Sat. Apr 20th, 2019

Conjestina in daunting fight for mental health

CONJESTINA

Long after she took her gloves off, boxing legend Conjestina Achieng, 41, is waging the battle of her life. The crowd-puller swapped the ring for rehab years ago, but her resolve for mental stability has never been more tested.

Weeks after she was moved from Nairobi West Hospital to Lower Kabete and now Diani, Conjestina’s condition has only gone from bad to worse, sources say.

“Conjestina is not doing well. Her situation is yet to improve. But all in all, we can only hope for the best,” a Nairobi official speaking on condition of anonymity said.

After a successful career that made her the darling of many Kenyans, ‘Conje’ has been bogged down by mental illness and financial problems since 2011. She attacked her younger brother in Siaya in 2016 after escaping from rehab in Kisumu, grievously injuring him with a sharp object.

Media personality Daniel Ndambuki bailed her out of rent problems in 2013 after news of her failing health and squalid living conditions in Buru Buru were publicised in 2012.

The latest celebrities to come to the former pugilist’s aid are Nairobi Governor Mike Sonko, through his rescue team, and BAK chairmanship aspirant Anthony Otieno, alias Jamal.

Another boxer in rehab courtesy of the Sonko Rescue Team is Suleiman Bilali, a quarter-finalist at the Sydney 2000 Olympics. But he is faring on better than Conje.

The official said: “It was noticeable Bilali had gained some weight and was looking very active when we visited him at Limuru Road rehab. The essence is to ensure the two boxers resume their normal lives in the society and ensure they are accepted to the sporting fraternity just as it was during their glory days.”

Bilali’s rehab images have elicited positive reactions from the boxing fraternity, including the vice president of Kenya Professional Boxing Commission, George Adipo.

“This is the Bilali I knew when we both went for the Brunners Urafiki tournament some time back with the Hit Squad. He defeated a Ugandan boxer by the name Kizito in light flyweight. God bless the works of his hands. I’m looking forward to seeing him resume his normal life,” he said.

While Conjestina’s plight is largely mental, Bilali has had to contend with alcoholism at his Muthurwa backyard, better known in boxing circles as Dallas.

Dallas Muthurwa has produced some of Kenya’s most celebrated boxers, including former world champion Stephen Muchoki, Los Angeles 84 Olympics bronze medalist Ibrahim ‘Surf’ Bilali, the late David ‘Harish’ Ouma and Nasser Athumani. Muchoki is the only Kenyan world champion, a feat he achieved in the late 70s.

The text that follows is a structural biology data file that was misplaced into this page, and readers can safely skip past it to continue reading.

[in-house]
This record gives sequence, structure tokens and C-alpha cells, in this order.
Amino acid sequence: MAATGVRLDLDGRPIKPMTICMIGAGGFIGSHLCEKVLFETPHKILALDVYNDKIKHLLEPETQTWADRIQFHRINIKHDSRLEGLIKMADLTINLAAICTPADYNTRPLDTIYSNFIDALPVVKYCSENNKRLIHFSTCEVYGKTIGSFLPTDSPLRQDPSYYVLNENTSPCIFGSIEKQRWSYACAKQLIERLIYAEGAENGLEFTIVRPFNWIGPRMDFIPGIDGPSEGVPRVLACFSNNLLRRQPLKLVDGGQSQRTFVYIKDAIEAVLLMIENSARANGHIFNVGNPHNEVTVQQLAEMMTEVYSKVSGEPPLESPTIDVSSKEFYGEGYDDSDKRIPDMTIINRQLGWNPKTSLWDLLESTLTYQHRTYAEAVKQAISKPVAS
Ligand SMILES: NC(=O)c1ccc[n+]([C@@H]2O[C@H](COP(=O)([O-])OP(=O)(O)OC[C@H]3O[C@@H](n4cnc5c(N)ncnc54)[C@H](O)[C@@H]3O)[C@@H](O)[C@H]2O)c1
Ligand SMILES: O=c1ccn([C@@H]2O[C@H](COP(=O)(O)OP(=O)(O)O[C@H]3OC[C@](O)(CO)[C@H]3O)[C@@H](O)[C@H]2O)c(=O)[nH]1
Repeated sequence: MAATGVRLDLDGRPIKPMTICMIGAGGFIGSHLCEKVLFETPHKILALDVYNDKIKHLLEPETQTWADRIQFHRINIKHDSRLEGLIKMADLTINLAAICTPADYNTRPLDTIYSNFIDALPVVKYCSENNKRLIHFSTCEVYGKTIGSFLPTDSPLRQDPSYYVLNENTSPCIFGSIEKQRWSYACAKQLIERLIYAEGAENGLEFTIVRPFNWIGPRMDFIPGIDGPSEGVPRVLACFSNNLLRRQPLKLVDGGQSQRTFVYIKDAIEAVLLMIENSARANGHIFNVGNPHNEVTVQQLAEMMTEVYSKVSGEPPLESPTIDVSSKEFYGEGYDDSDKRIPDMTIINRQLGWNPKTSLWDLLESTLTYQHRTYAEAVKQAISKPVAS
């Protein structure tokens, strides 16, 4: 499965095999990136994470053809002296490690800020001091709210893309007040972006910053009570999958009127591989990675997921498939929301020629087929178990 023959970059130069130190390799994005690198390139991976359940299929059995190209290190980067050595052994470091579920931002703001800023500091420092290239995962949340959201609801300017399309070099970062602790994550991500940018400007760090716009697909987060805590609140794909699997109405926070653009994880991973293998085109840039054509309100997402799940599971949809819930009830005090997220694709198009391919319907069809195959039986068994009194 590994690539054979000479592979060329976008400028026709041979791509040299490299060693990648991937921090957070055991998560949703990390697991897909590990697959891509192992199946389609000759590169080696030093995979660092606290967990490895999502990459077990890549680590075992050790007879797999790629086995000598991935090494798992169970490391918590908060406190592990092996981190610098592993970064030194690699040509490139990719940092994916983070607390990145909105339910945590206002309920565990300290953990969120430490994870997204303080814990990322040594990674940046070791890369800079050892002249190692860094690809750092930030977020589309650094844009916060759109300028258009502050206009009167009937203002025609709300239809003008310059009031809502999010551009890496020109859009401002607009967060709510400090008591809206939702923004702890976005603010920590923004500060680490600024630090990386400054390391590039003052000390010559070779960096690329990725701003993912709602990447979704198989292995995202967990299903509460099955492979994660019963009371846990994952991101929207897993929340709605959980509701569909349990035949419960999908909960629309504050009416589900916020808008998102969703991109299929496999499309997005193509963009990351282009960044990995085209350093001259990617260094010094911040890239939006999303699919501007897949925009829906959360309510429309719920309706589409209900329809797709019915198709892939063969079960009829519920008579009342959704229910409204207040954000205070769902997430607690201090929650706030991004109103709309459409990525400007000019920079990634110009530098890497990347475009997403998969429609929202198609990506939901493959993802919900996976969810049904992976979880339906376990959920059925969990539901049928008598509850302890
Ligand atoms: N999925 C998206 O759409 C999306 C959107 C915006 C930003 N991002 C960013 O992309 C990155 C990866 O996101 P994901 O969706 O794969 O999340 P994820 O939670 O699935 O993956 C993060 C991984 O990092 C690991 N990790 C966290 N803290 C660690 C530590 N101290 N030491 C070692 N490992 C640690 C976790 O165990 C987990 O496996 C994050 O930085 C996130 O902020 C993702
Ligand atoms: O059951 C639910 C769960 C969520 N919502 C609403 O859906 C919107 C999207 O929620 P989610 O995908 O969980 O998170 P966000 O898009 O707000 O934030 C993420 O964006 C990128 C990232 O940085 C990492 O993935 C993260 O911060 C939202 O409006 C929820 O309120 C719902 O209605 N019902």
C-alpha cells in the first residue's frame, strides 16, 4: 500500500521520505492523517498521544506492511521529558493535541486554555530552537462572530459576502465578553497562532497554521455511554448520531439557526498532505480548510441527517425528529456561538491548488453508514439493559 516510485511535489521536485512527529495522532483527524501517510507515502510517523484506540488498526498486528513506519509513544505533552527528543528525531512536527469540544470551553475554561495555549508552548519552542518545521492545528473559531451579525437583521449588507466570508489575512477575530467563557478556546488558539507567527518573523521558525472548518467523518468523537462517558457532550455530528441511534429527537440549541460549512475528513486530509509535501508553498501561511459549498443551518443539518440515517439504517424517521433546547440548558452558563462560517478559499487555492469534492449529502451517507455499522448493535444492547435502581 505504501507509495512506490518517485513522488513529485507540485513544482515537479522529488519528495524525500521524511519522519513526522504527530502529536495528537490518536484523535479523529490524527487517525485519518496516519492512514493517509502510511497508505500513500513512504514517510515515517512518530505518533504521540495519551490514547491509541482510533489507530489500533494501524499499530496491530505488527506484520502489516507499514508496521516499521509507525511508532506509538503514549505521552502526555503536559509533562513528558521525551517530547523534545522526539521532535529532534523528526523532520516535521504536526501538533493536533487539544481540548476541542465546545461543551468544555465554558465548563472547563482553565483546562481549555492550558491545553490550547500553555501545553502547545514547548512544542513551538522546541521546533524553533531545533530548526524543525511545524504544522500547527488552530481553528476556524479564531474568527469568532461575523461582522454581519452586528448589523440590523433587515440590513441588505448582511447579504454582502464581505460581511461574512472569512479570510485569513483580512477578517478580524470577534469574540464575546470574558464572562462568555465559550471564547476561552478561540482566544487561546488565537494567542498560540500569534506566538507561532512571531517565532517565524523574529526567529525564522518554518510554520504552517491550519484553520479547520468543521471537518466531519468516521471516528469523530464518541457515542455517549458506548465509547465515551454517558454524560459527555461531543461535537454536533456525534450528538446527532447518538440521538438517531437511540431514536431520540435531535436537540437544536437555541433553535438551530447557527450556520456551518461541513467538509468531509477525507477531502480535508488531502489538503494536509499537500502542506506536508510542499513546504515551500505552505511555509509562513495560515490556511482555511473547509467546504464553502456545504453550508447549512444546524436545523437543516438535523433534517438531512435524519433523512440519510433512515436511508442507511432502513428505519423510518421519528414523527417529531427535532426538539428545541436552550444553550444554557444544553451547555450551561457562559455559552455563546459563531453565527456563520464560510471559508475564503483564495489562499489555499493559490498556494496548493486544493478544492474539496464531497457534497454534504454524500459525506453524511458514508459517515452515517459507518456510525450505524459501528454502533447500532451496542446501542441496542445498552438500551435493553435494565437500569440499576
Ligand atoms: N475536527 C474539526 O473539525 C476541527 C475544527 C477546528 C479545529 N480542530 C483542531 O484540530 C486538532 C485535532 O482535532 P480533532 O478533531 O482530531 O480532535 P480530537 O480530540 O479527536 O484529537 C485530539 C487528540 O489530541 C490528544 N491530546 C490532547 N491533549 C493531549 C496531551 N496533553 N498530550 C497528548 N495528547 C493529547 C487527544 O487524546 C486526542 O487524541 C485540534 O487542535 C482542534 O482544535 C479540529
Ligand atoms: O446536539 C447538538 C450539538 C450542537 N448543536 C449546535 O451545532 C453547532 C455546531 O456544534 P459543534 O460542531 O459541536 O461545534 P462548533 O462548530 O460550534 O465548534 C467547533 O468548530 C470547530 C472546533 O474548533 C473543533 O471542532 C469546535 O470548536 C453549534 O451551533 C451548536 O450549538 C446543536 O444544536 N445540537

Former Kenyan international Duncan Kuria, aka ‘Sugar Ray’, who was among those who accompanied BAK chairmanship aspirant ‘amal’ Otieno on Bilali’s visit, said: “Bilali is in his second phase of recovery, and so far he is doing very well.”

Conjestina was airlifted from her Siaya home to Nairobi, where she underwent a medical checkup at the Nairobi West Hospital. She spent close to a week at the Nairobi West facility before being taken to Eden House Rehabilitation Centre in Kabete.

Initially, Conjestina appeared to make positive steps towards recovery at the Eden House, where she got admitted on November 9. But the current reports from her base in Diani indicate a relapse.

KPBC secretary Franklin Imbenzi confirmed that the boxer is in a bad state.

“I have talked to someone who has confirmed her deteriorating condition,” Imbenzi said. “On behalf of the commission, I would like to thank Nairobi Governor Mike Sonko and incoming BAK president Jamal Otieno for their timely intervention to make sure Conjestina recovery is on the right track, and we are putting up a proposal to the national government to launch a scheme for retired boxers to address the welfare of our former boxers and to initiate various activities to benefit them, as is the case in Europe and Asia.”

Conjestina is not the only boxer languishing in oblivion and poverty. Legendary boxers like Olympic bronze and silver medalist Philip Waruinge in Nakuru and former world champion Steve Muchoki in Nairobi are living in abject poverty, despite distinguished service to the nation. Former All Africa Games gold medalist Steve Muema was holed up at their Kariobangi family house before succumbing to a long illness.

Imbenzi added: “It’s a shame that many boxers don’t invest in their active years. But KPBC will be launching a full-blown programme to educate them on investment and sensitise them on their well-being soon before our 2019 calendar kicks off in April. We are spreading this message far and wide.”

The official went on: “I think it’s high time we had a Welfare and Transition Programme for our retired sports personalities.”

Conjestina was born on October 20, 1977, in Umiru village, Yala division, Siaya district. She is the fifth born in a family of 10. Her father Clement Adalo is a retired medical officer, and her mother is Gertrude Auma. Conjestina was nicknamed ‘Hands of Stone’, and once ranked in the top 10 of the world middleweight rankings. She became the first African woman to clinch an international title when she vanquished Ugandan Fiona Tugume to rack up the vacant WIBF Middleweight title.

Despite not having achieved her childhood dream of fighting Muhammad Ali’s daughter Laila Ali, Conjestina fought some of the very best in the trade, including Americans Yvonne Reiss and Laura Ramsey, and lost out in controversial title fight circumstances to then WBC and WBA super middleweight Natascha Ragosina.

Conjestina met her waterloo in 2007, when she was stopped in Mombasa in the sixth round by Laura Ramsey. This was a title fight for the Global Boxing Union (GBU). Conjestina last fought in February 2010, when she won a unanimous decision against Angela McKenzie.